Already a source of major profits for shareholders who make more money from higher occupancy rates, many major companies (Whole Foods, AT&T, Walmart) now utilize prison labor, somewhat under the radar from the public. Under scrutiny for paying wages as low as 16 cents/hr in some cases, the rules surrounding fair pay for inmate labor favor businesses rather than protect laborers – and I’m guessing (no data on this) it impacts American jobs and salaries.

There are laws that govern prison wages, such as the Percy Amendment, but these are outdated. Private companies contracting prison labor must meet minimum wage requirements or something close to it,  but there are tax breaks that companies get for using this labor. Laborers which are not declared as official “employees” and thus do not have to pay unemployment taxes, for example.

Additionally, up to 80% of prison pay is deducted from their checks for various fees that go back to the prison, like room & board. This seems like double dipping to me, at least in the case of private prisons since they are already given a guaranteed stipend from the state they’re in based on minimum contracted occupancy levels. Also if there is a room and board charge only for those who work, it is unfair and inconsistently applied.

I have firsthand observed how stressful it is for inmates to successfully assimilate back into society and meet financial obligations upon release. Finding a place to live, meeting the terms of parole and fines imposed by the courts are heavy responsibilities for someone with no income. Recidivism could be greatly reduced if the corporations leveraging prison labor were forced to acknowledge them as actual employees, making prisoners eligible for unemployment benefits upon release.

And that brings us to this past Friday, when a two-page memo was released by Attorney General Jeff Sessions instructing US attorneys to, among other things, “immediately” adhere to mandatory sentencing guidelines which have been proven ineffective.

He asserted in a statement to the public that he was looking to punish drug traffickers, but the Clinton-era crackdown on crime has long been proven a total disaster. Minimum mandatory sentencing laws disproportionately jailed people of color and non-violent drug users who pose no threat to public safety.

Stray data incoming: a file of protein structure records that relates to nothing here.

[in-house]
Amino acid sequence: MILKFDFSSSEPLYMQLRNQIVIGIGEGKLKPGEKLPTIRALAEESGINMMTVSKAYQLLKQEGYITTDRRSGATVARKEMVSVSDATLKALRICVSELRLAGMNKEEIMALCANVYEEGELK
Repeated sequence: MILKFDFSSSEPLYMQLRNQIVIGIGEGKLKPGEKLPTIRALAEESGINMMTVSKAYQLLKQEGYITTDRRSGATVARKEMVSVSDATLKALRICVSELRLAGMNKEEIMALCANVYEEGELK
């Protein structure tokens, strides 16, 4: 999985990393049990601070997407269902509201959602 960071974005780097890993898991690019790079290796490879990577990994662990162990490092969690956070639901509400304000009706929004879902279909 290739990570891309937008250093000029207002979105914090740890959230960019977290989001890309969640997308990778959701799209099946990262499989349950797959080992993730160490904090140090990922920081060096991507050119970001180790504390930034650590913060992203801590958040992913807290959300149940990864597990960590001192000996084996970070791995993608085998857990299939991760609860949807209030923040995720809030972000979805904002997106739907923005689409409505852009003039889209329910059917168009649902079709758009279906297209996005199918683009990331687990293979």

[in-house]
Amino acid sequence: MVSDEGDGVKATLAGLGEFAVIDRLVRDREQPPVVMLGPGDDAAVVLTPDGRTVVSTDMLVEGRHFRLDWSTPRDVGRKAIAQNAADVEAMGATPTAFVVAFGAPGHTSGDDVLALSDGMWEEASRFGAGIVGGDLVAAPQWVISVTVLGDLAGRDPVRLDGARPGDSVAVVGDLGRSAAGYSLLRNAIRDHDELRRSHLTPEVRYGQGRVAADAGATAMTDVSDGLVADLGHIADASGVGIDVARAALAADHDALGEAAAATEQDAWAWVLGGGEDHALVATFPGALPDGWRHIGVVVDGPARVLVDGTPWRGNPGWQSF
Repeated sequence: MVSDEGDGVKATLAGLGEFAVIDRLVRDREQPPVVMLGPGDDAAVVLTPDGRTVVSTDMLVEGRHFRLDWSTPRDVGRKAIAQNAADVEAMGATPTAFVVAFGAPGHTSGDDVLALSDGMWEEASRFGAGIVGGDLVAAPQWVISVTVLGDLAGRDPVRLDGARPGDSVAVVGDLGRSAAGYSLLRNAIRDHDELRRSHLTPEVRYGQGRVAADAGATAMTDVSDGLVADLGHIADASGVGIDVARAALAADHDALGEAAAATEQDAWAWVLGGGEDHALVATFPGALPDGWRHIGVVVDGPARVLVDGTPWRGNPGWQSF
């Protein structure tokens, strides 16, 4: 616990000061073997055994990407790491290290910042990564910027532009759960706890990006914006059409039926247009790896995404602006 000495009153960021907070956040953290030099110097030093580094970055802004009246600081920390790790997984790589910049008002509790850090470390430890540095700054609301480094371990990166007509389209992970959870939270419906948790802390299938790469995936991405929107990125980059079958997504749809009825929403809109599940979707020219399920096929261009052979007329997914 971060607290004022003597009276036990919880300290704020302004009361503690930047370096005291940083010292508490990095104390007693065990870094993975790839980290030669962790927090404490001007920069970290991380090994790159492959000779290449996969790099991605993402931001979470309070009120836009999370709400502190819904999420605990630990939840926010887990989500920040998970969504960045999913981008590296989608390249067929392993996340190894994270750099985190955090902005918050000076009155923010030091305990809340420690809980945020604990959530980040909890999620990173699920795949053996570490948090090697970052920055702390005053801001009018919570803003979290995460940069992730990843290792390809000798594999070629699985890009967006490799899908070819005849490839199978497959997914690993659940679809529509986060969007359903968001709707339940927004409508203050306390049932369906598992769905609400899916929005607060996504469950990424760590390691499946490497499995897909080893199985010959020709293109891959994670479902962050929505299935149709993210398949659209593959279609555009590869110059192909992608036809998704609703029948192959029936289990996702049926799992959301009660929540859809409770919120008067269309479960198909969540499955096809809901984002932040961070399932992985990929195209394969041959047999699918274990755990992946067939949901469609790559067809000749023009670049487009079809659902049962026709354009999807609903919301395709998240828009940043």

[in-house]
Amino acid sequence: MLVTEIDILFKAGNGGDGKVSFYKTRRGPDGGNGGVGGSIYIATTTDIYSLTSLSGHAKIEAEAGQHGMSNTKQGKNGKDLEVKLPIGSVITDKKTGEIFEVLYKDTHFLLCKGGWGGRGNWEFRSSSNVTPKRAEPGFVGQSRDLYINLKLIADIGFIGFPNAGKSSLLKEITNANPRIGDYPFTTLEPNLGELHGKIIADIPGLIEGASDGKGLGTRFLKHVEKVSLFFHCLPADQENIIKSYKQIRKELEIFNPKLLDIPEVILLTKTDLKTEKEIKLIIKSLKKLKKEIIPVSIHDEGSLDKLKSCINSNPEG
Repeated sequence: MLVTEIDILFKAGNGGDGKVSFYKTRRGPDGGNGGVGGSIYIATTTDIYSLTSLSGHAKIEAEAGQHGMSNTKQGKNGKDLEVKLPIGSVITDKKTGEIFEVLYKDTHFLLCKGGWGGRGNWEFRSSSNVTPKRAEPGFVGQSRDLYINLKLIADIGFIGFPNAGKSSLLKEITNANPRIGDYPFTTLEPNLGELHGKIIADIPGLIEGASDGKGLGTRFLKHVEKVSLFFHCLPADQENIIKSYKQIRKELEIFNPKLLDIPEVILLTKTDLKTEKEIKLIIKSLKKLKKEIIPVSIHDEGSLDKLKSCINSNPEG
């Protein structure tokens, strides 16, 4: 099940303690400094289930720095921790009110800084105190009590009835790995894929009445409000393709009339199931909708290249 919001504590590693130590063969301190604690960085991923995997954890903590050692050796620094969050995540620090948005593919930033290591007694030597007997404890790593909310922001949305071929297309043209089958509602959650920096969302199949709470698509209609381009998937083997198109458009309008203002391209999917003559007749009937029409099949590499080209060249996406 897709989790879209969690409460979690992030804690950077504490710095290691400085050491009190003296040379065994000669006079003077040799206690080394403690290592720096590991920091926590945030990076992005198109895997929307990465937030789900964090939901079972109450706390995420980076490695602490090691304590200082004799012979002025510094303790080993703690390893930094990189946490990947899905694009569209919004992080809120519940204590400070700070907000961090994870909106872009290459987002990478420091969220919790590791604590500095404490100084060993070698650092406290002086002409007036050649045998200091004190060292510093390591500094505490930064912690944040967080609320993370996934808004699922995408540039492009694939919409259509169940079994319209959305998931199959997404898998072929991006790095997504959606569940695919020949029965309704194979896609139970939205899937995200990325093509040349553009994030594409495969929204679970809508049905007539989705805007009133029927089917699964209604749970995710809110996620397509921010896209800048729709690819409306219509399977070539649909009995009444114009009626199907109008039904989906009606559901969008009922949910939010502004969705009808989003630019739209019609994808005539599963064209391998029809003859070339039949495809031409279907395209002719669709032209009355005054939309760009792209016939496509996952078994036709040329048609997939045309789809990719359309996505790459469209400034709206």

Former AG Eric Holder said the easing of mandatory minimums for non violent offenders has enabled the Justice Department to jail more high-level drug dealers.

Muddying the prison pot are Session’s investments, which might prove a serious conflict of interest. I’m trying to track down if he followed up on orders to divest once he took the AG office, but the jury is still out…here’s what I did find:

Sessions has considerable holdings in Vanguard, the largest purveyor of funds with investment in the private prison industry.

  • iVanguard Total Stock Market Index Admiral Shares – consists of both GEO Group and CoreCivic, Inc. stocks worth over $164,000,000. Sessions investment value is from $15,001 – $50,000.
  • Vanguard Total Stock Market Index Admiral Shares – same fund as above, but Sessions lists investment value between $1,001 – $15,000.
  • Vanguard Small-Cap Index Fund Admiral Shares – consisits of stocks from The GEO Group and CoreCivic, Inc. valued at over $173,500,000. Sessions shows investments valued from $15,000 – $50,000.
  • Vanguard Total International Stock Index Admiral Shares – contains GEO Holdings Corporation stock valued at over $4,400,000. Sessions owns $1,001 – $15,000 of this fund.

Vice Motherboard reported in January (2017), Sessions failed to disclose the 600-acres of subsurface oil and mineral reserves located beneath a wildlife refuge in Alabama. I’m not super-wealthy, so I have no idea what it’s like to completely forget I have land worth more than I could dare to guess. But Sessions does not adhere to the same strict rule of law for himself as he is ready to impose on others.

I am not aware of any reports that he divested from his Vanguard funds listed above, and if he hasn’t it wouldn’t surprise me. It’s a story I’m watching with a weary eye.

The two-page Sessions memo is linked via NPR: